Audit finds sex offenders living, working in foster care homes

Sex offenders are living or working in foster-care facilities and homes, according to a report released by the California State Auditor on Thursday.

The addresses of more than 1,000 registered sex offenders matched the addresses of licensed foster-care facilities and homes, auditors found. Almost 600 of those sex offenders were considered high risk.

"This is appalling," said Assemblyman Henry Perea, D-Fresno, who requested the report because of concern about children who died in the child welfare system.

The report identified a number of factors imperiling children at risk, including a failure to thoroughly and promptly investigate reports of abuse and neglect. The auditor focused on Child Protective Services agencies in Sacramento, Fresno and Alameda counties.

"This report concludes that California can and must provide these children better protection and support," State Auditor Elaine Howle wrote in the report.

The Department of Social Services, which licenses facilities, found that much of the information on the sex-offender registry was outdated, sometimes by decades, said Michael Weston, a department spokesman.

Of the 1,062 names provided by the auditor, 39 required action by the department – either an order excluding someone from a facility, or licensing action against the facility. None of the actionable cases took place in Sacramento County.

Counties have separately taken action to remove children from homes or bar offenders from them.

The audit recommends that the Department of Social Services perform similar background checks to ensure vulnerable children aren't placed around sex offenders. A written reply from the department says it generally agrees with the recommendation, although it takes issue with the audit's method for indentifying sex offenders.

Bill Grimm, senior attorney at the National Center for Youth Law in Oakland, said it's disturbing that the auditor and not Social Services found the problem with sex offenders.

He also noted problems at the county level.

"We can draw the conclusion that child abuse investigations are not being done in some cases with professional standards," he said.

The audit found problems with the handling of critical cases in Sacramento, Fresno and Alameda counties. Los Angeles County also was selected for review, but officials there refused to provide information requested by the auditor.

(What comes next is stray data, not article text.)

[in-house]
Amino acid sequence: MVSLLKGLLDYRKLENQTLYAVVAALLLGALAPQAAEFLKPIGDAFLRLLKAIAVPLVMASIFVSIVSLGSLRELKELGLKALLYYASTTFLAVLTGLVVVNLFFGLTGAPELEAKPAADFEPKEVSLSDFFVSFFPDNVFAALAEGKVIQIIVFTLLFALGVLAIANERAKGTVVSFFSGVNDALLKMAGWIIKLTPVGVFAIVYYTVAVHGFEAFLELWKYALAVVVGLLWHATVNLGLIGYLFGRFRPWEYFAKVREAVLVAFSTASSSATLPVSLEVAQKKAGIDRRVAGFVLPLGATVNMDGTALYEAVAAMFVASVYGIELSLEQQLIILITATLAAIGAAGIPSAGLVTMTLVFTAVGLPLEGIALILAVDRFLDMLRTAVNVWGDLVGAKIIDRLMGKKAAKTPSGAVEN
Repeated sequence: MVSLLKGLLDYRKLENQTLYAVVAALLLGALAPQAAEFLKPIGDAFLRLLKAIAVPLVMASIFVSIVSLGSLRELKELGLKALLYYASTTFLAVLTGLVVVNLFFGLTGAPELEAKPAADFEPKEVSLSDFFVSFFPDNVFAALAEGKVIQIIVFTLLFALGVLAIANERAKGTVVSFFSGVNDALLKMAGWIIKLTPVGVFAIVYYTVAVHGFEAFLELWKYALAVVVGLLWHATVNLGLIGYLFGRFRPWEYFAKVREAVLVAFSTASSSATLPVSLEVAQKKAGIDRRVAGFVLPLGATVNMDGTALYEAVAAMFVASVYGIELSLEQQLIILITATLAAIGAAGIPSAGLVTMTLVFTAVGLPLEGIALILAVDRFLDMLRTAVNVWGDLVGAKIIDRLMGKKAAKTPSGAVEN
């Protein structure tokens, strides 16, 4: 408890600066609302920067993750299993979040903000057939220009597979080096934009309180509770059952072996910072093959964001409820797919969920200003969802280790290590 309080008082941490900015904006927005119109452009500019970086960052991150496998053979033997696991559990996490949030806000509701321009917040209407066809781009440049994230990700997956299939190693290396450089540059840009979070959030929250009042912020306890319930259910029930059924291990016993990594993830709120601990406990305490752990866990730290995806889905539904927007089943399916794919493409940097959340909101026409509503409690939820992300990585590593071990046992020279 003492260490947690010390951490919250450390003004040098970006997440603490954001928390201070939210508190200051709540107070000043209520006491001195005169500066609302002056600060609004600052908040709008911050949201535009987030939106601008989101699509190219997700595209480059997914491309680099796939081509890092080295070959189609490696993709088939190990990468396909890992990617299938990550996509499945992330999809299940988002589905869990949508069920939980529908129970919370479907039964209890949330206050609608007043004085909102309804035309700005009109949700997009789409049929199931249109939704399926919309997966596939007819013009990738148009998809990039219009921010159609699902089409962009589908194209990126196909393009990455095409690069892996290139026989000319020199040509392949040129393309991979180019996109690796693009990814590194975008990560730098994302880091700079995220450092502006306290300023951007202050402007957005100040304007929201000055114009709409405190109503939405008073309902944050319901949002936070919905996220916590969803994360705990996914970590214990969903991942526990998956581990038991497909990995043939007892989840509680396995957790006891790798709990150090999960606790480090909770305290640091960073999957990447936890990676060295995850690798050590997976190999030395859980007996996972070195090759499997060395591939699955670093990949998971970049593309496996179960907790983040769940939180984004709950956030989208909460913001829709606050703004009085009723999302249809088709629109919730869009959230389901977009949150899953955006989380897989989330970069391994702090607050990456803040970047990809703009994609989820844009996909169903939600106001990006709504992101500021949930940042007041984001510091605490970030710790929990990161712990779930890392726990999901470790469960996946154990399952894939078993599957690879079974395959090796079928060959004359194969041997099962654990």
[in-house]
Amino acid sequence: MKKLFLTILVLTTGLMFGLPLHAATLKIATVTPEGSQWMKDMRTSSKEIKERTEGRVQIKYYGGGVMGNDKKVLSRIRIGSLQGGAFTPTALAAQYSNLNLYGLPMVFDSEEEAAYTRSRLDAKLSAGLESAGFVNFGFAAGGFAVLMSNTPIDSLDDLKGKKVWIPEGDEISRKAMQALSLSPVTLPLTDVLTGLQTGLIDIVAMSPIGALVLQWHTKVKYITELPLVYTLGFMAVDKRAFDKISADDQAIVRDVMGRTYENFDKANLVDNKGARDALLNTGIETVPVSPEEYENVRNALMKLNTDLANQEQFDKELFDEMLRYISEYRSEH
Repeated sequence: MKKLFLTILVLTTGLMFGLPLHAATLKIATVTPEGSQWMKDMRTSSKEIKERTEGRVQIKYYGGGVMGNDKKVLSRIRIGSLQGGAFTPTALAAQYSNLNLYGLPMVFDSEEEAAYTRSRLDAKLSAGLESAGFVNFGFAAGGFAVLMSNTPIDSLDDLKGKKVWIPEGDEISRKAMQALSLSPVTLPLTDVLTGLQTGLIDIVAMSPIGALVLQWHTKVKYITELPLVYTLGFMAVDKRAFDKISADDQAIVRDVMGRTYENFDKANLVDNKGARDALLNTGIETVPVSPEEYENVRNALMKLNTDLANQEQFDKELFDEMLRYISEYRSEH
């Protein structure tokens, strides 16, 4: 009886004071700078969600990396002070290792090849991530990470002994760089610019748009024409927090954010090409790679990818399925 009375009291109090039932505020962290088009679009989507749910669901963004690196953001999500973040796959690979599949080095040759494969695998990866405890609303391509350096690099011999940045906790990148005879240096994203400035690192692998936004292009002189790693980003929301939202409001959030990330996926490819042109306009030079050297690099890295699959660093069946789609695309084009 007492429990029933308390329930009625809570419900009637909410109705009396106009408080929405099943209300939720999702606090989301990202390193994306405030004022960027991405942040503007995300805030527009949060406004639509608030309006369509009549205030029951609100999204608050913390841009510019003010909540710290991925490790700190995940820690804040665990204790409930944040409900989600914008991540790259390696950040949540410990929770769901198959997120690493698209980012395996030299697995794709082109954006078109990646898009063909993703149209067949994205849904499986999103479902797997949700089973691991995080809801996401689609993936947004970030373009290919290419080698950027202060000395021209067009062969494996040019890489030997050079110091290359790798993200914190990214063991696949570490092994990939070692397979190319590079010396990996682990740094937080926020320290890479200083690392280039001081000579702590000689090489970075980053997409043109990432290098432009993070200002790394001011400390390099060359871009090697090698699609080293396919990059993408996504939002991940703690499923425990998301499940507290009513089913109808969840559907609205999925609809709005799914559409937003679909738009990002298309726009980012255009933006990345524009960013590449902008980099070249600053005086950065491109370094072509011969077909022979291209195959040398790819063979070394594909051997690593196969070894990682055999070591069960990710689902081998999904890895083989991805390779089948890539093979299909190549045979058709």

In one Fresno County case highlighted in the report, child welfare workers failed to protect a child despite five reports about alleged abuse, including one from a deputy sheriff. The child, 10-year-old Seth Ireland, was eventually beaten to death, which prompted Perea's concern.

The report found that Sacramento County had the highest number of deaths of children who had previous involvement with the child welfare system, out of the three counties reviewed.

From 2008 to 2010, 15 children with prior abuse or neglect allegations died from subsequent abuse or neglect in Sacramento County. That compares with five such deaths in Fresno County and four in Alameda County.

Auditors detailed several cases in which Sacramento County social workers made questionable decisions in cases that ultimately resulted in death. The report found that the county hasn't always reviewed such cases, or followed through on the lessons from them.

For instance, in one case that went unreviewed, CPS failed to put children in protective custody for 11 days even though their mother had allegedly killed one of her children, the audit found.

The agency has learned from some child fatalities, the report noted. In one case, a social worker conducted a "cursory" body check of a child and concluded no abuse had occurred, despite a report of abuse from a doctor. The child died from abuse a month later.

The agency later determined that such cursory body checks did not meet its policies.

Health and Human Services Director Ann Edwards said she generally agrees with the audit's findings, which mirror past reports on the agency. She also said the county now reviews its handling of all fatalities in the child welfare system.